Though he still sometimes works in poetry, Corkman William Wall now tends to refer to himself as a “lapsed poet. Comparatively quietly, yet speedily, his new reputation has been established by the three novels he has published in the last five years. A crucial factor in the respect Wall has incrementally won for his prose over this short time is the identifiable uniformities of his subjects. Even though they vary somewhat in style, Alice Falling (2000), Minding Children (2001) and The Map qf Tenderness (2002) have all focused to a significant degree on the domestic social unit, something Wall once underlined in an interview with this paper: Im fascinated by the way families disintegrate. It can happen so easily; the bonds that hold people together are so obscure. And the idea that blood is ticker than water is rubbish. His baneful take on the Irish family, his fundamentally anti-idyllic mood, have not enirely endeared Wall to the more misty-eyed among his readers at home or abroad.
With an echo at its very end of the rejected blood-versus-water imperative, This is The Country sustains both the core mood and theme that Wall has established as his mètier. We are in perhaps even more comprehensively sinister country this time.
After a somewhat needless eponymous introductory poem, we are told, in fairly short and titled but unnumbered chapters, the story of a well-intentioned but drug-damaged young Irishman through his own voice. He begins in medias res, thus establishing a pattern whereby his narrative will move, frequently at headlong speed, backwards and forwards in accounting for the events that have taken him through a vagrant youth, through victimisation and forced migration from his city to the country, through attempts at reconstruction with his own girlfriend and daughter, through resurgent violence and murder, involvement with the law, and final tragedy.
Seemingly a background conglomerate of Cork and Dublin, the home ground of the novel is really an archetypal contemporary Irish city and the narrator, whose name is closely guarded, is a representative - though far from stereotypical - marginalised figure who has been bred to petty crime and drug-abuse by the depredations of his Corporation estate and by the ruins of his family and of almost every other family around him.
Walls talents for linguistic compression are occasionally damaged here by vocabulary inappropriate to the narrator (“calcifying, wept) and by a loosely designed ending. His cleverly devised secondary characters - especially the narrators zany childhood friend, Max, and the old gun-toting Protestant farmer who emerges as his benefactor - are somewhat counteracted by the cartoon cops who appear as gardai. What is undiluted, however, is Walls insightful and robust social conscience. In his hands, the narrator becomes a kind of working-class Frankenstein, created by uncaring Irish legal and social structures and permanently consigned to looking in from the outside on success and comfort: People sleep in the houses and dream dreams of their own making, they have no legend forced on them by circumstances outside their control. Their houses are full of little devices that make things happen ... Sun comes early and turns the whole place into a crystal. It warms the city to have this precious structure making and remaking in the light of each new day, throwing the way things should be onto the way things are, the fragile faces luminous and new-Windolened, the doors releasing little gusts of normal whenever someone comes or goes. Because the narrator is a believable personality overall, and because Ireland is therefore delineated through a convincing interiority rather than a mere journalistic recitation of public events, the sense of desolation and bleakness here is persuasive. In a corroboration of the increasingly high quality of Walls prose, the achieved mood of this novel is unlikely to put a spring in the blithe readers step in a walk around certain areas of this countrys cities.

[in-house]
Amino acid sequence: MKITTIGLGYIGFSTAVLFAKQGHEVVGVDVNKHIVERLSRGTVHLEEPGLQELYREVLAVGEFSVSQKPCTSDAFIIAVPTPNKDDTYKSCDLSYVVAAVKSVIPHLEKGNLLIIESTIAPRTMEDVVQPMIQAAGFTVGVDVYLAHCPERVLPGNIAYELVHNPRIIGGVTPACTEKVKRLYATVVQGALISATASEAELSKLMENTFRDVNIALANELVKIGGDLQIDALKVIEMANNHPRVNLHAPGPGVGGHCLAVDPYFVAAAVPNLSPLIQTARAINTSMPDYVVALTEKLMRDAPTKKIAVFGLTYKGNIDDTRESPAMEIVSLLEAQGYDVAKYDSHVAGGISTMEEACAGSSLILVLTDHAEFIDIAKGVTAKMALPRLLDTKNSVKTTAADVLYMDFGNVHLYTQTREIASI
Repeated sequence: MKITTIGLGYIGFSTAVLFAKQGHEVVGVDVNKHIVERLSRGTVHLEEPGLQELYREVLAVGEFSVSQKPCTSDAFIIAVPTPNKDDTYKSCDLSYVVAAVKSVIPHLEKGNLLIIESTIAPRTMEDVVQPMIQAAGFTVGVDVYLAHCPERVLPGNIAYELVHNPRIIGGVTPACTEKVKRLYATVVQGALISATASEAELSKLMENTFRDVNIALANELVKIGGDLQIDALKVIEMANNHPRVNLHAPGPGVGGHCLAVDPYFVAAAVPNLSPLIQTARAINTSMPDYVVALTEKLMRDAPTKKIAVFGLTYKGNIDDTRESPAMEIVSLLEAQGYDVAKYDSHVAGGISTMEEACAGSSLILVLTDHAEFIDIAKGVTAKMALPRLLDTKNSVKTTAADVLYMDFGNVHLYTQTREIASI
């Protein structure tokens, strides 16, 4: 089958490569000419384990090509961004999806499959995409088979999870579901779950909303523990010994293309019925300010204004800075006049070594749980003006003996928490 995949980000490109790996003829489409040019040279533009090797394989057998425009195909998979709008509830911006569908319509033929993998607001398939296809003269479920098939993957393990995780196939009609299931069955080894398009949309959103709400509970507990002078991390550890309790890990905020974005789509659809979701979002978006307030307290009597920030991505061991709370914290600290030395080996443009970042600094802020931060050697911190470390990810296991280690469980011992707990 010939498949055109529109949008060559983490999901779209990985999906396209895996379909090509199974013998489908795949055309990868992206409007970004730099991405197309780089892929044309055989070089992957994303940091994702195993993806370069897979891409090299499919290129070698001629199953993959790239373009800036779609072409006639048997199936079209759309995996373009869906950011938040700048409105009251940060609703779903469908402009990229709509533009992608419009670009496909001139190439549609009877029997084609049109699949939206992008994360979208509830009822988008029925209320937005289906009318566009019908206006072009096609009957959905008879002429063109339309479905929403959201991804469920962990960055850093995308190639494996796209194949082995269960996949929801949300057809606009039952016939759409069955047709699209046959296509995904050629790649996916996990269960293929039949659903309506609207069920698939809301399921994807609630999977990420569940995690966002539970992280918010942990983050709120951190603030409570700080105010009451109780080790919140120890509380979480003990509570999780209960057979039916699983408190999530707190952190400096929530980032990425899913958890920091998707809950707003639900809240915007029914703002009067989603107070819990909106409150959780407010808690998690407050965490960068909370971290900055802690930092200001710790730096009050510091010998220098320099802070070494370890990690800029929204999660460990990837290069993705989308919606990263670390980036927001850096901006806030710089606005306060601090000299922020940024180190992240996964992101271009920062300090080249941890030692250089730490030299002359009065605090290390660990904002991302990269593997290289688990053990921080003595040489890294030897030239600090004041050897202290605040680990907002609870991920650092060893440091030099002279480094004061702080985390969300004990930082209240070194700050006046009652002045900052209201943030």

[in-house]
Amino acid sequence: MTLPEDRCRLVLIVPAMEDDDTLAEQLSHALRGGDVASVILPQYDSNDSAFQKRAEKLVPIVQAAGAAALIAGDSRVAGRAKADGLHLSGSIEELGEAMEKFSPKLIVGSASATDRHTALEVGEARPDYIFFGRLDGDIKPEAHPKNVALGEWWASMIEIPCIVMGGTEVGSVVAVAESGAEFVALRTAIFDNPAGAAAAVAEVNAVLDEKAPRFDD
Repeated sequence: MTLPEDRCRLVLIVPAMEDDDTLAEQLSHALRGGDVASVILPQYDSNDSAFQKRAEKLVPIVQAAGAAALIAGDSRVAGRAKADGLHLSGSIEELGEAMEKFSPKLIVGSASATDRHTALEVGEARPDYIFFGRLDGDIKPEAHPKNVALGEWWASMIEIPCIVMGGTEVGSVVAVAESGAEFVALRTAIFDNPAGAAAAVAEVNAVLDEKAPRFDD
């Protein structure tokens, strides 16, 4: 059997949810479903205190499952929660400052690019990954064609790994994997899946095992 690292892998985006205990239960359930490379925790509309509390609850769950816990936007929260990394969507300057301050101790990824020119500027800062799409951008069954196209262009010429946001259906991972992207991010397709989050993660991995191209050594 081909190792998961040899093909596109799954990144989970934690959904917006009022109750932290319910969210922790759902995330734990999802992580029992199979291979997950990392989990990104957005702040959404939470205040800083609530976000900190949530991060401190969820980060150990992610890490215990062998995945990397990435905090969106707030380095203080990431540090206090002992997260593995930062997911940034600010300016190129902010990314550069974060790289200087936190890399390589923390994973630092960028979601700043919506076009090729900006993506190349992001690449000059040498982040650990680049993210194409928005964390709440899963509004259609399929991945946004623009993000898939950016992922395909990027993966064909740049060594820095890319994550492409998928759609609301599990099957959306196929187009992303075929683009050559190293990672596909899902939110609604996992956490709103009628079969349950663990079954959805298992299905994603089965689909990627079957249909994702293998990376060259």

[John Kenny Is an IRCHSS Government of Ireland Post-Doctoral Fellow at the Centre for the Study of Human Settlement and Historical Change, NUI Galway ]